A modified rat model of hindlimb ischemia for augmentation and functional measurement of arteriogenesis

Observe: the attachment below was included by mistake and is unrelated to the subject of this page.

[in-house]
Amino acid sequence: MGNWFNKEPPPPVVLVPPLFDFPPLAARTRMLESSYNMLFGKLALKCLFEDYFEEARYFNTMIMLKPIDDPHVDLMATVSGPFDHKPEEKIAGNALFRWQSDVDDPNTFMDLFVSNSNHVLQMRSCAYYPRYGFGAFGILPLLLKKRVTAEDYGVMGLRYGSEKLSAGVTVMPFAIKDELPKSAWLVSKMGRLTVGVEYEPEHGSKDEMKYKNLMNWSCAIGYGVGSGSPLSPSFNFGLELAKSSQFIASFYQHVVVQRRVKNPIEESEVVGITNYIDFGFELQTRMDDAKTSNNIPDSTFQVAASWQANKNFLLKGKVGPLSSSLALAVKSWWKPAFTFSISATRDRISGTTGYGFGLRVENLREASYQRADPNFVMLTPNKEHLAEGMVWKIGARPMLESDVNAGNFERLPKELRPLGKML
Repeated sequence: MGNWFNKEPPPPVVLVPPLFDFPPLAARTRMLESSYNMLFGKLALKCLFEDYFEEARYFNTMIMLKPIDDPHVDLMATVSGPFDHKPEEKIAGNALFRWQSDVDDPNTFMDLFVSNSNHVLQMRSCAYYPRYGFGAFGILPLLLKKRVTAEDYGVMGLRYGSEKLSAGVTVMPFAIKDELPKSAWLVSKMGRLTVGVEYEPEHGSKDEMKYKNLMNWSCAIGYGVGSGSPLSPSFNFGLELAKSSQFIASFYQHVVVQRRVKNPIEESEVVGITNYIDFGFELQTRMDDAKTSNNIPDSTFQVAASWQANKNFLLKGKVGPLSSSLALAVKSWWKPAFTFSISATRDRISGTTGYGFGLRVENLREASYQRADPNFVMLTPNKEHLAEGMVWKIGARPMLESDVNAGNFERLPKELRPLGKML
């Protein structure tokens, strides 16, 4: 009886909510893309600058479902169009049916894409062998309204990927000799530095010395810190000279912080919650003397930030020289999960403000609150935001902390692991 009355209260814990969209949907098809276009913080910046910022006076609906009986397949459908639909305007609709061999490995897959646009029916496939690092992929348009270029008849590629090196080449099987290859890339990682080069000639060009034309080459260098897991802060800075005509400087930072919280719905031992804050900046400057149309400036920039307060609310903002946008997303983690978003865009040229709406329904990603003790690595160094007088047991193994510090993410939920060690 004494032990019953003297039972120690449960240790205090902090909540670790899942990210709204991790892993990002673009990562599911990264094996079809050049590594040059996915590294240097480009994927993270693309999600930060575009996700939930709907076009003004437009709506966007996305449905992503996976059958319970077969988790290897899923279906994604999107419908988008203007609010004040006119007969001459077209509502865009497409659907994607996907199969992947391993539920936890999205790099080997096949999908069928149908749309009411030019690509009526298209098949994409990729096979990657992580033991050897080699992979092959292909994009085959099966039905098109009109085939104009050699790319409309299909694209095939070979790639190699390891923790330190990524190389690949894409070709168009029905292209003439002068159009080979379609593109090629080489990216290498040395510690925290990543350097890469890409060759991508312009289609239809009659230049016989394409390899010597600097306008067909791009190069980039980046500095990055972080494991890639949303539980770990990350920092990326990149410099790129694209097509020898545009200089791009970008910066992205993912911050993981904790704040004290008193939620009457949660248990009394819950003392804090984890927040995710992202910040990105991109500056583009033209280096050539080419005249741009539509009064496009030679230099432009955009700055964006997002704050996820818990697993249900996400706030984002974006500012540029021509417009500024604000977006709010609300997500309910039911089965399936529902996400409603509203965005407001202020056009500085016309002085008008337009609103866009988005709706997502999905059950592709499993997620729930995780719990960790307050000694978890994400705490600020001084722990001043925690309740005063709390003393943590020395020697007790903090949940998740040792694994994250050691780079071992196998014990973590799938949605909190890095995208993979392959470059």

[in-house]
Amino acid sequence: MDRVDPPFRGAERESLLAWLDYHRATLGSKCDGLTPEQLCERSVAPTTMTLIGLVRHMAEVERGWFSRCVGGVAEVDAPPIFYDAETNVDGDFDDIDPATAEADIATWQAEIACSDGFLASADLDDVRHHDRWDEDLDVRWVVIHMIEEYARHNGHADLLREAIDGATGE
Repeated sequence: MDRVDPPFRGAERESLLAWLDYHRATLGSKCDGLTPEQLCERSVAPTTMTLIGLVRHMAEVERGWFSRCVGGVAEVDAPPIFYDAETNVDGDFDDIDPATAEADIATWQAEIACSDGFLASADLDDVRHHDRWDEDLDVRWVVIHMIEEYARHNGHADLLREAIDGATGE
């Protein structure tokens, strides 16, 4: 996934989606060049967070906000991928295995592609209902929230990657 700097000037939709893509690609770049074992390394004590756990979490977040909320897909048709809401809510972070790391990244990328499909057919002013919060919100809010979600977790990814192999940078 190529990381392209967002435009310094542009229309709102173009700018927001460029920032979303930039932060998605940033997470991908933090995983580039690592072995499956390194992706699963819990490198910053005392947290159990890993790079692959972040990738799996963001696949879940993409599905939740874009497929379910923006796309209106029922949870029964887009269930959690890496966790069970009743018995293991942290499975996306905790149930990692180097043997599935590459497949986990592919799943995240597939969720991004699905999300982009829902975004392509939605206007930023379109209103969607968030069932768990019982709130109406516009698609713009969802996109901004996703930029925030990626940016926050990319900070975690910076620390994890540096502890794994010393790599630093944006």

Arteriogenesis (collateral artery development) is an adaptive pathway critical for salvage of tissue in the setting of arterial occlusion. Rodent models of arteriogenesis typically involve an experimental occlusion (ligation) of a hindlimb artery and then rely on indirect measures such as laser Doppler perfusion imaging to assess blood flow recovery. Unfortunately, the more commonly utilized measures of distal tissue perfusion at rest are unable to account for hemodynamic and vasoactive variables and thus provide an incomplete assessment of collateral network capacity. We provide a detailed description of modifications to the commonly used model of femoral artery ligation. These serve to alter and then directly assess collateral network’s hemodynamic capacity. By incorporating an arteriovenous fistula distal to the arterial ligation, arterial growth is maximized. Hindlimb perfusion may be isolated to measure minimum resistance of flow around the arterial occlusion, which provides a direct measure of collateral network capacity. Our results reinforce that arteriogenesis is driven by hemodynamic variables, and it can be reliably augmented and measured in absolute terms. Using these modifications to a widely used model, functional arteriogenesis may be more directly studied.
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